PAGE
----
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Mary Evelyn teaches a Bible class for children on Wednesday nights. My friend–I’ll call her Maggie–and I are two of the half-dozen or so adult helpers in the class. Mary Evelyn needs every one of us for this eclectic group of children. They range in age from our two-year-old granddaughter to teenagers. The class often has twenty or more students. Not only is the class diverse in age, it is also diverse in family backgrounds. Here are children from loving and stable homes and children who have probably never spent a day like that. Some children are calm and interested; others may come partly because the free meal before class feels so good in their bellies.

When Mev got near her due date, she asked me to fill in for her during her absence. I have taught many children’s Bible classes, but never one quite like this one. I’ve taught diverse ages and diverse backgrounds, but not a class with the combination of those factors in so many children at once.  I said yes, but I was shaking in my boots. The first week went well. It was a bit looser the second week.

Two of the children from a loving and stable home are Maggie’s two granddaughters. Though their parents are nice people, church is not part of their family life. Maggie and her husband are wonderful influences in their granddaughters’ lives and they often bring them to church. I sat behind them recently and enjoyed seeing the love in the eyes of the older girl as she admired her Grandpa, while the younger one cuddled with Grandma.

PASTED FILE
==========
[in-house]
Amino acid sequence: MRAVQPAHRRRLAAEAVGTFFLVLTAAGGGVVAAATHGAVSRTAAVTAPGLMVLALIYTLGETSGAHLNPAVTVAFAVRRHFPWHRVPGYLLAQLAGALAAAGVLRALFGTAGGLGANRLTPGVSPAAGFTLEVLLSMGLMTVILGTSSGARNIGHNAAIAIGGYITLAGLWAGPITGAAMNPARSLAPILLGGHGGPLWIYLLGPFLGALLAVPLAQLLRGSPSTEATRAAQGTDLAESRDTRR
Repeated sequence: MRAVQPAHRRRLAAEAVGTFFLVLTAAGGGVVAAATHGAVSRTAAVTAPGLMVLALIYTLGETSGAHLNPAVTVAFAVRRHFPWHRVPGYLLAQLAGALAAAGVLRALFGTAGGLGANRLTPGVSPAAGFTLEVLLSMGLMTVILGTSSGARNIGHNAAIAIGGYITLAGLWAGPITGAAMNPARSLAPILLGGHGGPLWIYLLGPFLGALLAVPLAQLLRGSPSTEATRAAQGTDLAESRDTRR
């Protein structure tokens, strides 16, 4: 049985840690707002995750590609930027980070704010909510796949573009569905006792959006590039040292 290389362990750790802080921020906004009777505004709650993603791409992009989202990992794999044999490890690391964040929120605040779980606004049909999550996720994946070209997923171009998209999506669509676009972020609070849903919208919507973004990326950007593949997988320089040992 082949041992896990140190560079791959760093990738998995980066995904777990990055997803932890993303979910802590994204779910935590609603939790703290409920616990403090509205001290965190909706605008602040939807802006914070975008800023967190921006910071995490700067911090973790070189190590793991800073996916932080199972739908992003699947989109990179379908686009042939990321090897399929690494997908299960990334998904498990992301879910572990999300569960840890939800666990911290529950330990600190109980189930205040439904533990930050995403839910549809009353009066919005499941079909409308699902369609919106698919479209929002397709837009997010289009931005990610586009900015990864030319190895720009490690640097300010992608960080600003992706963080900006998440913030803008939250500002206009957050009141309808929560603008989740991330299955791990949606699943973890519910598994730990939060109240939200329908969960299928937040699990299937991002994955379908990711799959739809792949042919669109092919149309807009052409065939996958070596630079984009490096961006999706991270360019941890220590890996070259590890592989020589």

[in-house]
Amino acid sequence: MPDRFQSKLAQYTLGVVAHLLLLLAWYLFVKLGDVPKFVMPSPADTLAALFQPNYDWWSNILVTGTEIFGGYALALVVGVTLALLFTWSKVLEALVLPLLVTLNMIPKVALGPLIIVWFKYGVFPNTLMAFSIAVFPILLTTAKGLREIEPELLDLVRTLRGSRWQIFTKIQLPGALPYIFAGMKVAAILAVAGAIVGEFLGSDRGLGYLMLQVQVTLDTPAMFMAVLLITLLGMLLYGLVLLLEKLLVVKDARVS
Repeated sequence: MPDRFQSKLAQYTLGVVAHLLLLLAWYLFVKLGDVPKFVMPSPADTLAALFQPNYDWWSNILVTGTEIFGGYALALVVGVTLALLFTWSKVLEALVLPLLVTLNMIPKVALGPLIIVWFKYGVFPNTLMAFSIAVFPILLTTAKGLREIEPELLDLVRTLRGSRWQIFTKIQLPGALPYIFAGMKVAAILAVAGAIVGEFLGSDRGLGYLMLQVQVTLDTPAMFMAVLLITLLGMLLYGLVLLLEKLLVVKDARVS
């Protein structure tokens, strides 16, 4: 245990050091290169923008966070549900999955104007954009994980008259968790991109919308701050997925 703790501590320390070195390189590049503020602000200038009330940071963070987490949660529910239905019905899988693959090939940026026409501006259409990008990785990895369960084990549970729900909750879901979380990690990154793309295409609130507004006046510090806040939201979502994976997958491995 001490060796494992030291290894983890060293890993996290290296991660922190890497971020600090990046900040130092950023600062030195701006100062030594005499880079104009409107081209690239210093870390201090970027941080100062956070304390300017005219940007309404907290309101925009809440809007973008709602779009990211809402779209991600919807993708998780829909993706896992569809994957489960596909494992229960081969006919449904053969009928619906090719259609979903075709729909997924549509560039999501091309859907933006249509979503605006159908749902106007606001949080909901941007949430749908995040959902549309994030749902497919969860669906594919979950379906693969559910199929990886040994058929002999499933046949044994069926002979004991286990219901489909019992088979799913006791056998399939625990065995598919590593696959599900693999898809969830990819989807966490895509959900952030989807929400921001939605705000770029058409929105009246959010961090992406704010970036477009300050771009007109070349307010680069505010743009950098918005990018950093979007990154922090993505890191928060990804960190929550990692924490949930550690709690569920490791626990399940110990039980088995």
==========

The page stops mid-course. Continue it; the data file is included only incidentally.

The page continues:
I’m finding that the knowledge base of this group of children is also diverse. We are studying missions; and when we talked about Italy, we played a game which included the question, “Who discovered America?” Several hands went up. To one child, I replied, “No, it was not Michelangelo.” To another I said, “No, it was not Leonardo da Vinci.” One night I asked a Bible question. Maggie’s older granddaughter was quick and correct. I quietly muttered to Maggie, “Good job, Grandma.” She muttered back, “I try.”

Maggie teaches the nursery class on Sunday morning. I’m her helper. We have one student, our granddaughter Clara. It’s one of my favorite hours of the week. For class after class, Maggie brings in teaching tools. She mentions sometimes that her son liked this when he was young or she reads this to her granddaughters. You do try, Maggie. You’re an inspiration.

First things first, getting the most important things done–don’t get bogged down in the second, third, and fourth things and miss out on the first ones.

For I am mindful
of the sincere faith within you,
which first dwelt in your grandmother Lois
and your mother Eunice,
and I am sure that it is in you as well.
2 Timothy 1:5, NASB

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